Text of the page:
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hot logs

chain damage

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hot logs   

Forgive me if this is a silly question, but it will settle an argument between me and my mate...

 

does cutting trees which are covered in moss or mud blunt or damage a chainsaw chain?

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skyhuck   

Moss will collect sand and grit that is blown in the wind and this will blunt the saw.

Even bark collects grit and sand, sawmills normally pressure wash butts before sawing.

Many mills have a seperait blade that removes bark in front of the main blade.

Edited by skyhuck

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hot logs   

Thanks for the replies.

 

I understand the grinding effect of mud or moss but am I right thinking that would only happen over a period of time.

 

It wouldn't blunt the chain the first time you did it.

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Thanks for the replies.

 

I understand the grinding effect of mud or moss but am I right thinking that would only happen over a period of time.

 

It wouldn't blunt the saw the first time you did it.

 

By the time you'd felled the first one, it wouldn't be cutting as well on the second, whether you ccould actually notice it or not depends on just how muddy/gritty it is and what you consider to be blunt.

 

We've been on some birch round a lake recently where it was dulling off and stretching chains enough to need to fettle it before you had ran a full tank through.

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Tom10   
Thanks for the replies.

 

I understand the grinding effect of mud or moss but am I right thinking that would only happen over a period of time.

 

It wouldn't blunt the chain the first time you did it.

 

Good thread... But disagree ^

 

If you wind your bar through a clump of mud on a piece of timber (so much so that mud contacts well with every cutter) it will take the edge of it - first time in my opinion, others may beg to differ though.....

 

Test it if your bored one day - use a low powered saw as the lack of grunt will make it easier to define between cutting speeds - im sure youll have to push harder through the bars to make it cut as quick after wading through mud - a change in sawdust will be visible too after a while.

 

A tiny fleck of mud / moss will still make a difference but probably not noticable, especially is using a saw with some decent power.

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Rob D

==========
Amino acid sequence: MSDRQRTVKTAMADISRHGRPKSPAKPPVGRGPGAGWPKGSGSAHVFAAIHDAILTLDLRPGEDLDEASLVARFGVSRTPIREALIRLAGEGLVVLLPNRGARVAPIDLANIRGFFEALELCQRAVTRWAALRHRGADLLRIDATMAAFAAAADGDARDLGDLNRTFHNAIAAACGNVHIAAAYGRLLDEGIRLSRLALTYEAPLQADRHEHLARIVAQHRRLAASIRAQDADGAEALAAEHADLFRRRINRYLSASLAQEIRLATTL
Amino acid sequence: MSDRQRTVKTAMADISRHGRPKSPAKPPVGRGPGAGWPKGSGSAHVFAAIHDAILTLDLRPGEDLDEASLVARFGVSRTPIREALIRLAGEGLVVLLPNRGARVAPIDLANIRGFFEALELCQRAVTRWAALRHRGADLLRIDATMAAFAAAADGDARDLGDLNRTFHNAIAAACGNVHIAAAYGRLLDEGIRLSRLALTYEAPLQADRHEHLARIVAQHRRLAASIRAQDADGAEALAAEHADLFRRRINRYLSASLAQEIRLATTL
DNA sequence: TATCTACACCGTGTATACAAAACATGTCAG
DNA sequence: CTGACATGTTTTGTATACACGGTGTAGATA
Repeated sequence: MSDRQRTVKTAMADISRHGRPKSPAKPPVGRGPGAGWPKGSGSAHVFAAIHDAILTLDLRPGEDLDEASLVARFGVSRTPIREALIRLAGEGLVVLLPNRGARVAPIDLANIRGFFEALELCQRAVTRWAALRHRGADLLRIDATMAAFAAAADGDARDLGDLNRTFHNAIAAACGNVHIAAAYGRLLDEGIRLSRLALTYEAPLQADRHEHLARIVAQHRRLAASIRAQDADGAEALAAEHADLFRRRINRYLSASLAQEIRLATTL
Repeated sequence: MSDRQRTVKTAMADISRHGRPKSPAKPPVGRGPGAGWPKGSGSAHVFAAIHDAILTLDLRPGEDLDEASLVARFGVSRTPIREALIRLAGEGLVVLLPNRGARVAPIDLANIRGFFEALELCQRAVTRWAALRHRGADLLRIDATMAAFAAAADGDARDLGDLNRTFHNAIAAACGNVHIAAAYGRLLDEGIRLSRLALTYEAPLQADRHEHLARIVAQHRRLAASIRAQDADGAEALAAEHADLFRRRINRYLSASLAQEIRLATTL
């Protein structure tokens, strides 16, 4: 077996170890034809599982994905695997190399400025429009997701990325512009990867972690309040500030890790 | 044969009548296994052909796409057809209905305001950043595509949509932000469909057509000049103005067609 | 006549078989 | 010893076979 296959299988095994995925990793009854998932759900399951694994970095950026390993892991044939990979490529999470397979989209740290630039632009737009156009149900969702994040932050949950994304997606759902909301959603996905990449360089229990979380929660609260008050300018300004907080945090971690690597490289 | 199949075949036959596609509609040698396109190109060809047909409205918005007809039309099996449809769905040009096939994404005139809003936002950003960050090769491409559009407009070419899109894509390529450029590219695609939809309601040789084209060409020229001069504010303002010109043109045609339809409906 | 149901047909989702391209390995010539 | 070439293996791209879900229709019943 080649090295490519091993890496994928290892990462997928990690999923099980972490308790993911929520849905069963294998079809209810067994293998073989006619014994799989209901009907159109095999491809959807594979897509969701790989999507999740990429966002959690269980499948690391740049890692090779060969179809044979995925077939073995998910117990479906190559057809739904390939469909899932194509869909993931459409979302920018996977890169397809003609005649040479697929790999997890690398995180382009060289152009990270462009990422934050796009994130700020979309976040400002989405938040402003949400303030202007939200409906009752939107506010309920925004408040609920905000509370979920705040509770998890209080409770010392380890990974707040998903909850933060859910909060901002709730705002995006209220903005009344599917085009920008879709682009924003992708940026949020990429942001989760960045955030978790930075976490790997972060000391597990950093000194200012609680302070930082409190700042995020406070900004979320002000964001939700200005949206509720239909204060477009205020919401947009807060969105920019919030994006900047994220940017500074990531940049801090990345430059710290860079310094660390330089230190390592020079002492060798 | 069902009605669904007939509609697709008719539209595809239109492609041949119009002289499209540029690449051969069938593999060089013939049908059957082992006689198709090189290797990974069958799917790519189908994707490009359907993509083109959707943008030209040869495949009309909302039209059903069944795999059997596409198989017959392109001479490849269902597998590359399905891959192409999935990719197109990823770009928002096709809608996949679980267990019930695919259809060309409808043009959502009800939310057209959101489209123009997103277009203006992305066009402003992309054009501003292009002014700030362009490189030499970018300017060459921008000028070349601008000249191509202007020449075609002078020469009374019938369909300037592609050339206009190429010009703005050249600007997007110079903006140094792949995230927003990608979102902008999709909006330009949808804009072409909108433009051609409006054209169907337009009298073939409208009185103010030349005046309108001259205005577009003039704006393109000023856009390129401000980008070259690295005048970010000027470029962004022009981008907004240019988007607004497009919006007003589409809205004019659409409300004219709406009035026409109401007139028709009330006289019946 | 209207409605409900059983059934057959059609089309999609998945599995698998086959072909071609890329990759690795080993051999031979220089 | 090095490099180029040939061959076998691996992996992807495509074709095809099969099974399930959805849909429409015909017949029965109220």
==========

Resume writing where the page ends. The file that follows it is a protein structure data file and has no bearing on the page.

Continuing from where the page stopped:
It's a tricky question with no definate answer.... if it is just moss and some mud then it will turn a sharp chain into a very dull one over a number of cuts so although you can cut through it every time you do will be taking a bit of edge of the chain.

 

But it also depends on how your chain is sharpened - a perfectly sharpened chain and raker combo will be far more durable/long lasting then incorrectly sharpened one.

 

Also chain speed - I've experimented cutting through dirty wood with an old chain and slow chain speed I've found is much less damaging to the chain.... I suppose if the chain is hitting grit and sand harder it is more damaging - my experience anyways....

 

But a shorter answer is that running a saw through moss will not dull a chain instantly (unless there is grit in it - in that case it would!)

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Stubby   

Even different clean wood will make a difference . Oak will dull a chain sooner than , say poplar . Any kind of soil will take the edge off sometimes quicker than you think . As soon as the chip becomes dust you are forcing a dull chain .

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Short answer, yes.

 

Depends on the circumstances though, moss won't dull it as much as dust, dust not as much as dirt etc, but even different types of moss can cause different degrees of damage. No good on species I'm afraid, but thin, wispy feathery mosses will only cause a very gradual dulling, probably not noticable after one tree, thicker heavier mosses can cause an instantly noticable effect.

 

Felled the edge off a quarry last year to allow for expansion, sharpening all the time, trees were full of muck from previous blasting. Outsides were filthy, just about made you cringe putting the saw into them, but even cleaning them off the first couple of inches of wood were noticably dirty.

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Even different clean wood will make a difference . Oak will dull a chain sooner than , say poplar . Any kind of soil will take the edge off sometimes quicker than you think . As soon as the chip becomes dust you are forcing a dull chain .

 

Pine trees off sandy heaths seem to collect sand in their bark, you'll notice the spark as you cut through in dull light, converslly cut smooth barked species like hornbeam or beech coppice on wealden soils and even cutting a bit of clay inclusion doesn't dul, them much.

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